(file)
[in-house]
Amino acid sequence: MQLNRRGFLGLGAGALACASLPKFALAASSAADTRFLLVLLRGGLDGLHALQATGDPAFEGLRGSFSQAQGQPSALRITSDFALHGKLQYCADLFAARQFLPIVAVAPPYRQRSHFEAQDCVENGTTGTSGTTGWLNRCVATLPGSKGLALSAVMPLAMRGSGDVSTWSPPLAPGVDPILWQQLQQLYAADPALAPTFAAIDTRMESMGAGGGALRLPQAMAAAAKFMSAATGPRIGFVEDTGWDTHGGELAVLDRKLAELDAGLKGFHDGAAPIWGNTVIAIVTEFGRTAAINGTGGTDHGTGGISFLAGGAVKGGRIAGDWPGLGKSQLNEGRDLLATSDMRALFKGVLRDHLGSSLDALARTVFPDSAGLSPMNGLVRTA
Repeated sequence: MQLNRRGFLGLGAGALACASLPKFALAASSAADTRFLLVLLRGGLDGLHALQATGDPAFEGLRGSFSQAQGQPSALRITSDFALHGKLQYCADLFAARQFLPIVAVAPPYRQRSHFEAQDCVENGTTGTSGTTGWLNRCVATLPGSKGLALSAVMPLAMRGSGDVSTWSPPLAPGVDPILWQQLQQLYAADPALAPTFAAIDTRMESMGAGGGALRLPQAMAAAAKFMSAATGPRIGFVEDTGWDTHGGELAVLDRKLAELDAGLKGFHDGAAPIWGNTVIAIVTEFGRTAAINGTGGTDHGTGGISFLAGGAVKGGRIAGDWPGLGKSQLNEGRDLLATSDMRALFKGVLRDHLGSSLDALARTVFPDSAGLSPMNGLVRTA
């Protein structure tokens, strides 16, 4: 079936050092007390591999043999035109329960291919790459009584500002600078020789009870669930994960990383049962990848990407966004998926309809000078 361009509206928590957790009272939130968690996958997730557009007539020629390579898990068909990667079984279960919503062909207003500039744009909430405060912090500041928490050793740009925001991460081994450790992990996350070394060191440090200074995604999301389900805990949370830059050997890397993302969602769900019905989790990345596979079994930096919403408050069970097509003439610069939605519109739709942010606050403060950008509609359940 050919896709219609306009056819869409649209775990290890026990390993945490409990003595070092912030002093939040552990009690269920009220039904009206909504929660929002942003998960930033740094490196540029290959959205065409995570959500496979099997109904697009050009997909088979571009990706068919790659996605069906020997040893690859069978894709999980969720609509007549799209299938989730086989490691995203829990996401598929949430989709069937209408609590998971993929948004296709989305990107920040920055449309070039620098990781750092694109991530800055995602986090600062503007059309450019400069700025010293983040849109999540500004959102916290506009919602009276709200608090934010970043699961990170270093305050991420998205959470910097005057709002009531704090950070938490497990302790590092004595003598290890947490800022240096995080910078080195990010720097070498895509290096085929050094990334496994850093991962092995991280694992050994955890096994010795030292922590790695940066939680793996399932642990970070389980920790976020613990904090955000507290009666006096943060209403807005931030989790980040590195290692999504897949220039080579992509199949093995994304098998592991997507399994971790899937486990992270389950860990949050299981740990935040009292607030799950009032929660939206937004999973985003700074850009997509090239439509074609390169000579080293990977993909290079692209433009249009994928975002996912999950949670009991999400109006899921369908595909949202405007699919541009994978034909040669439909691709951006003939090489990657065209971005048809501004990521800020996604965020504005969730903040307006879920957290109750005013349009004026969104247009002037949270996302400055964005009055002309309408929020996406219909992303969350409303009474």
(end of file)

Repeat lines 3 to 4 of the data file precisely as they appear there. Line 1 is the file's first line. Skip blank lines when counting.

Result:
Repeated sequence: MQLNRRGFLGLGAGALACASLPKFALAASSAADTRFLLVLLRGGLDGLHALQATGDPAFEGLRGSFSQAQGQPSALRITSDFALHGKLQYCADLFAARQFLPIVAVAPPYRQRSHFEAQDCVENGTTGTSGTTGWLNRCVATLPGSKGLALSAVMPLAMRGSGDVSTWSPPLAPGVDPILWQQLQQLYAADPALAPTFAAIDTRMESMGAGGGALRLPQAMAAAAKFMSAATGPRIGFVEDTGWDTHGGELAVLDRKLAELDAGLKGFHDGAAPIWGNTVIAIVTEFGRTAAINGTGGTDHGTGGISFLAGGAVKGGRIAGDWPGLGKSQLNEGRDLLATSDMRALFKGVLRDHLGSSLDALARTVFPDSAGLSPMNGLVRTA
């Protein structure tokens, strides 16, 4: 079936050092007390591999043999035109329960291919790459009584500002600078020789009870669930994960990383049962990848990407966004998926309809000078 361009509206928590957790009272939130968690996958997730557009007539020629390579898990068909990667079984279960919503062909207003500039744009909430405060912090500041928490050793740009925001991460081994450790992990996350070394060191440090200074995604999301389900805990949370830059050997890397993302969602769900019905989790990345596979079994930096919403408050069970097509003439610069939605519109739709942010606050403060950008509609359940 050919896709219609306009056819869409649209775990290890026990390993945490409990003595070092912030002093939040552990009690269920009220039904009206909504929660929002942003998960930033740094490196540029290959959205065409995570959500496979099997109904697009050009997909088979571009990706068919790659996605069906020997040893690859069978894709999980969720609509007549799209299938989730086989490691995203829990996401598929949430989709069937209408609590998971993929948004296709989305990107920040920055449309070039620098990781750092694109991530800055995602986090600062503007059309450019400069700025010293983040849109999540500004959102916290506009919602009276709200608090934010970043699961990170270093305050991420998205959470910097005057709002009531704090950070938490497990302790590092004595003598290890947490800022240096995080910078080195990010720097070498895509290096085929050094990334496994850093991962092995991280694992050994955890096994010795030292922590790695940066939680793996399932642990970070389980920790976020613990904090955000507290009666006096943060209403807005931030989790980040590195290692999504897949220039080579992509199949093995994304098998592991997507399994971790899937486990992270389950860990949050299981740990935040009292607030799950009032929660939206937004999973985003700074850009997509090239439509074609390169000579080293990977993909290079692209433009249009994928975002996912999950949670009991999400109006899921369908595909949202405007699919541009994978034909040669439909691709951006003939090489990657065209971005048809501004990521800020996604965020504005969730903040307006879920957290109750005013349009004026969104247009002037949270996302400055964005009055002309309408929020996406219909992303969350409303009474």